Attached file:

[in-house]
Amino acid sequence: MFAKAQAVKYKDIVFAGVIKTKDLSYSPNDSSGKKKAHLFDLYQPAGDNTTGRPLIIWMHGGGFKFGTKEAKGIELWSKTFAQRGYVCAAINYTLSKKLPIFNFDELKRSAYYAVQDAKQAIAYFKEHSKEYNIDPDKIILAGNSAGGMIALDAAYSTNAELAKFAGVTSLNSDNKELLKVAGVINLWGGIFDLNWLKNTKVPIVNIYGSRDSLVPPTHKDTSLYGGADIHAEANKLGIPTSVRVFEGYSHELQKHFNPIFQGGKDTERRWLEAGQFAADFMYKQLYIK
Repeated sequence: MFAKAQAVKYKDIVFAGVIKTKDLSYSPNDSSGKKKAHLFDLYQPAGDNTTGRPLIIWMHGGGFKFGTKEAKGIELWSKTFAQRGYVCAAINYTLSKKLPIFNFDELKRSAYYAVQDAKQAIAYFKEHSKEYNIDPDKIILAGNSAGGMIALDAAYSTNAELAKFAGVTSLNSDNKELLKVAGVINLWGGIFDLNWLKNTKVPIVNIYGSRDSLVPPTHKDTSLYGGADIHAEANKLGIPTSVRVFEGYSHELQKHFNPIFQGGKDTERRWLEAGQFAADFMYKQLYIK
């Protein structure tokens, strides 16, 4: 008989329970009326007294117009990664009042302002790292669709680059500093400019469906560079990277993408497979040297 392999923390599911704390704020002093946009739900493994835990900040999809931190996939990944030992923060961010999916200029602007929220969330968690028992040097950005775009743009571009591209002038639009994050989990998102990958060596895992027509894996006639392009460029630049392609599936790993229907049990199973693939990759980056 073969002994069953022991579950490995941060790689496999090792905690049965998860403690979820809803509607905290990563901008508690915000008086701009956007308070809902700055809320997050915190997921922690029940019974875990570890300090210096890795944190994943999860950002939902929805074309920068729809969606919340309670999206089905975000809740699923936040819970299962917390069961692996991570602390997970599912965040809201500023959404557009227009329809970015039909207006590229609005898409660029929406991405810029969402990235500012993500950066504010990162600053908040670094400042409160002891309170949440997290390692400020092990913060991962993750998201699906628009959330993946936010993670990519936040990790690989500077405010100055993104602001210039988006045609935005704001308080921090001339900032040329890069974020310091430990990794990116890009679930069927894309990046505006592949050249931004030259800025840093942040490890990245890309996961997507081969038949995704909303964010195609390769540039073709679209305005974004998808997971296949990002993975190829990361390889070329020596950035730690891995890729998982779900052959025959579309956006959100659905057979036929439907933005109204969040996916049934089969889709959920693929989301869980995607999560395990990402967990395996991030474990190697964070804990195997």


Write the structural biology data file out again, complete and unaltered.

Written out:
[in-house]
Amino acid sequence: MFAKAQAVKYKDIVFAGVIKTKDLSYSPNDSSGKKKAHLFDLYQPAGDNTTGRPLIIWMHGGGFKFGTKEAKGIELWSKTFAQRGYVCAAINYTLSKKLPIFNFDELKRSAYYAVQDAKQAIAYFKEHSKEYNIDPDKIILAGNSAGGMIALDAAYSTNAELAKFAGVTSLNSDNKELLKVAGVINLWGGIFDLNWLKNTKVPIVNIYGSRDSLVPPTHKDTSLYGGADIHAEANKLGIPTSVRVFEGYSHELQKHFNPIFQGGKDTERRWLEAGQFAADFMYKQLYIK
Repeated sequence: MFAKAQAVKYKDIVFAGVIKTKDLSYSPNDSSGKKKAHLFDLYQPAGDNTTGRPLIIWMHGGGFKFGTKEAKGIELWSKTFAQRGYVCAAINYTLSKKLPIFNFDELKRSAYYAVQDAKQAIAYFKEHSKEYNIDPDKIILAGNSAGGMIALDAAYSTNAELAKFAGVTSLNSDNKELLKVAGVINLWGGIFDLNWLKNTKVPIVNIYGSRDSLVPPTHKDTSLYGGADIHAEANKLGIPTSVRVFEGYSHELQKHFNPIFQGGKDTERRWLEAGQFAADFMYKQLYIK
């Protein structure tokens, strides 16, 4: 008989329970009326007294117009990664009042302002790292669709680059500093400019469906560079990277993408497979040297 392999923390599911704390704020002093946009739900493994835990900040999809931190996939990944030992923060961010999916200029602007929220969330968690028992040097950005775009743009571009591209002038639009994050989990998102990958060596895992027509894996006639392009460029630049392609599936790993229907049990199973693939990759980056 073969002994069953022991579950490995941060790689496999090792905690049965998860403690979820809803509607905290990563901008508690915000008086701009956007308070809902700055809320997050915190997921922690029940019974875990570890300090210096890795944190994943999860950002939902929805074309920068729809969606919340309670999206089905975000809740699923936040819970299962917390069961692996991570602390997970599912965040809201500023959404557009227009329809970015039909207006590229609005898409660029929406991405810029969402990235500012993500950066504010990162600053908040670094400042409160002891309170949440997290390692400020092990913060991962993750998201699906628009959330993946936010993670990519936040990790690989500077405010100055993104602001210039988006045609935005704001308080921090001339900032040329890069974020310091430990990794990116890009679930069927894309990046505006592949050249931004030259800025840093942040490890990245890309996961997507081969038949995704909303964010195609390769540039073709679209305005974004998808997971296949990002993975190829990361390889070329020596950035730690891995890729998982779900052959025959579309956006959100659905057979036929439907933005109204969040996916049934089969889709959920693929989301869980995607999560395990990402967990395996991030474990190697964070804990195997």